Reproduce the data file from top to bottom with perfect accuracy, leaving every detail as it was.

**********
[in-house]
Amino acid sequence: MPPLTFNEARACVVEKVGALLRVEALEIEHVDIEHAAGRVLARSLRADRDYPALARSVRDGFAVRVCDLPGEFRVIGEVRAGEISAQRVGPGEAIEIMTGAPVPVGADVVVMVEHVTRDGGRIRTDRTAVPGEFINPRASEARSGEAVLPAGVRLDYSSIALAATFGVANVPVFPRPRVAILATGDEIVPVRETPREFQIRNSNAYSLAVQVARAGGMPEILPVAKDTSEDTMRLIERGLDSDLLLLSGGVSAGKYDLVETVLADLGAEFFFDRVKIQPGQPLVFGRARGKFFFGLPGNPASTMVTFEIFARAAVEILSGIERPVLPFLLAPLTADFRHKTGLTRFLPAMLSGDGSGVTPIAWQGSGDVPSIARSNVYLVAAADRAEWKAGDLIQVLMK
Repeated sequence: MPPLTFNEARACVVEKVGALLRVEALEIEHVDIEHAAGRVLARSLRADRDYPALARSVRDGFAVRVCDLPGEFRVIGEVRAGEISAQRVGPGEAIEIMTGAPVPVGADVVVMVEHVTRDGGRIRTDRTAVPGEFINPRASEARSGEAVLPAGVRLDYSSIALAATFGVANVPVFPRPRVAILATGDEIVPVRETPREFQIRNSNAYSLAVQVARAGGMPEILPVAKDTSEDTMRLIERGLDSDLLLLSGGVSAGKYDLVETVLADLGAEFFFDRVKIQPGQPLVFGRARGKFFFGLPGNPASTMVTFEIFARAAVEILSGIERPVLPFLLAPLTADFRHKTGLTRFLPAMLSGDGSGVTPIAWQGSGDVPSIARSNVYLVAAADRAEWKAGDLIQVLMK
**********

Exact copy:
[in-house]
Amino acid sequence: MPPLTFNEARACVVEKVGALLRVEALEIEHVDIEHAAGRVLARSLRADRDYPALARSVRDGFAVRVCDLPGEFRVIGEVRAGEISAQRVGPGEAIEIMTGAPVPVGADVVVMVEHVTRDGGRIRTDRTAVPGEFINPRASEARSGEAVLPAGVRLDYSSIALAATFGVANVPVFPRPRVAILATGDEIVPVRETPREFQIRNSNAYSLAVQVARAGGMPEILPVAKDTSEDTMRLIERGLDSDLLLLSGGVSAGKYDLVETVLADLGAEFFFDRVKIQPGQPLVFGRARGKFFFGLPGNPASTMVTFEIFARAAVEILSGIERPVLPFLLAPLTADFRHKTGLTRFLPAMLSGDGSGVTPIAWQGSGDVPSIARSNVYLVAAADRAEWKAGDLIQVLMK
Repeated sequence: MPPLTFNEARACVVEKVGALLRVEALEIEHVDIEHAAGRVLARSLRADRDYPALARSVRDGFAVRVCDLPGEFRVIGEVRAGEISAQRVGPGEAIEIMTGAPVPVGADVVVMVEHVTRDGGRIRTDRTAVPGEFINPRASEARSGEAVLPAGVRLDYSSIALAATFGVANVPVFPRPRVAILATGDEIVPVRETPREFQIRNSNAYSLAVQVARAGGMPEILPVAKDTSEDTMRLIERGLDSDLLLLSGGVSAGKYDLVETVLADLGAEFFFDRVKIQPGQPLVFGRARGKFFFGLPGNPASTMVTFEIFARAAVEILSGIERPVLPFLLAPLTADFRHKTGLTRFLPAMLSGDGSGVTPIAWQGSGDVPSIARSNVYLVAAADRAEWKAGDLIQVLMK